The holiday shopping season kicks off this week with Black Friday (November 24th) and Cyber Monday (November 27th). And, if it’s any indication of how much online shopping will occur, last year (2016), Cyber Monday set a new sales record of $3.45 billion USD!
So, as visions of sugar plums dancing in users’ heads first give way to visions of online mega-deals for holiday gift buyers, one has to remember it’s also that special time of year for the online version of “The Grinch Who Stole Christmas”, phishers and malware peddlers.
While Black Friday—the day after Thanksgiving—is a day off for many in the United States, it’s still a working day for others. With an array of online deals to take advantage of, those working on Black Friday aren’t going to wait until after work to grab those deals. Neither will employees on Cyber Monday: Last year (2016), staffing firm Robert Half Technology surveyed 1,400 companies in the U.S. and Canada, and found that 49% employees said they will shop while in the office on Cyber Monday, and 39% surveyed said they will use a work-issued device to shop online.
No longer is online shopping on Cyber Monday—or anytime during the holiday season—just a scary time for users and a potential windfall for malevolent attackers. It’s also “The Nightmare Before Christmas” for businesses, too.
A recent study by threat intelligence company DomainTools showed that, while most users were aware of phishing as an online threat, many have clicked on a web link in an email—especially if it’s supposedly from a trusted brand such as Amazon, Walmart and Target—up to 39% at least once, and 13% more than once! Of those that clicked on a link in a phishing email ostensibly from a trusted brand name, over 20% said that their device became infected.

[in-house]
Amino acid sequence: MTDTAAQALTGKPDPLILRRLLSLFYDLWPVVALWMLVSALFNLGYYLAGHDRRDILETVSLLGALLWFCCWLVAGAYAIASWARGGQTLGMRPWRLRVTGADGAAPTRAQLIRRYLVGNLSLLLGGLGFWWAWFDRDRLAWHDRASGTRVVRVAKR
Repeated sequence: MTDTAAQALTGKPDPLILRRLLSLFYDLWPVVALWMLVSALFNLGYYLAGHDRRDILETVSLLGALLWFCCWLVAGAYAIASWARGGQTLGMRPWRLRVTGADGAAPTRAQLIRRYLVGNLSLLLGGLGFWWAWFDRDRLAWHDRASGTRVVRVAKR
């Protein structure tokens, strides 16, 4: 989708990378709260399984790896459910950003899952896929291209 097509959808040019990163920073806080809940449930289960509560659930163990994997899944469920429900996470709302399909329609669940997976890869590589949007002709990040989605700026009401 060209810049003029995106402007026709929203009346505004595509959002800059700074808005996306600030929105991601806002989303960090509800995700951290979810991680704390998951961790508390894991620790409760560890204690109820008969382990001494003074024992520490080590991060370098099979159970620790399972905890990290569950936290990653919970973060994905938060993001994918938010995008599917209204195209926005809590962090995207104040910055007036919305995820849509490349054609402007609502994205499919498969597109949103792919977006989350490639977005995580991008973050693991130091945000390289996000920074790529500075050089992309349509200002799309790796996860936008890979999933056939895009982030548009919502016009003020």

But email is only one way malware is delivered to users on Cyber Monday.
There are also social media scams that attackers play. They will create a bogus web page with a typosquatted or combosquatted email address closely mimicking that of a trusted retailer or online shopping site, develop a fake social media profile using the name of a trusted retailer or online shopping website but adding additional words, such as “Super Deals” or “Cyber Monday”, and wait for users to click through to either steal their login credentials for the retailer or website, download malware onto their device—and, of course, onto the user’s company’s network—or both.
Then there is malvertising, when a user clicks through to a seemingly benign shopping website and clicks on a “Cyber Monday special deal” ad, only to have the device they’re using—often a company-owned device connected to the company’s network—infected with malware, because attackers hacked into the advertiser’s or website’s web server running decade-old, unpatched software, and infected the site’s ads with malware.
These are only a few of the dastardly innovative ways attackers can infect a user’s device during Cyber Monday – or anytime they online shop.
So, when those users are in the office, clicking away on what they believe are real emails, social media links, or online ads from trusted companies with unbelievable deals (but are really cyber attacks like phishing or drive-by downloads), they are likely using a corporate device. And when that device becomes infected and compromised, so can the corporate network.
This is where isolation can help.
A cloud-based isolation platform has the perspective that all web and email content can be dangerous. Good websites and online ads can be infected by attackers without their owners knowing. Many known, trusted websites are running unpatched software on their web servers, and attackers know this and exploit it to drop in malware, ready for users to download without knowing it. Isolation halts the malware and attacks before they can start, by stopping all accessed webpages and content in a cloud-based isolation platform, executing the content in the secure cloud platform – far away from the user’s device, and only serving the user clean, malware-free web rendering content. So, what the user sees is what they would see on the web if the isolation platform wasn’t there. It’s like a piece of bulletproof glass protecting users—and their corporate devices and networks—from potentially dangerous web content, documents, and really, from themselves.
So, realize that employees are going to shop online from work, especially on Monday, November 27th, Cyber Monday, or even on Friday, November 24th, Black Friday, and probably every day between now and the holidays. Just make sure that if they are shopping online, they are able to do it through a pane of bulletproof glass.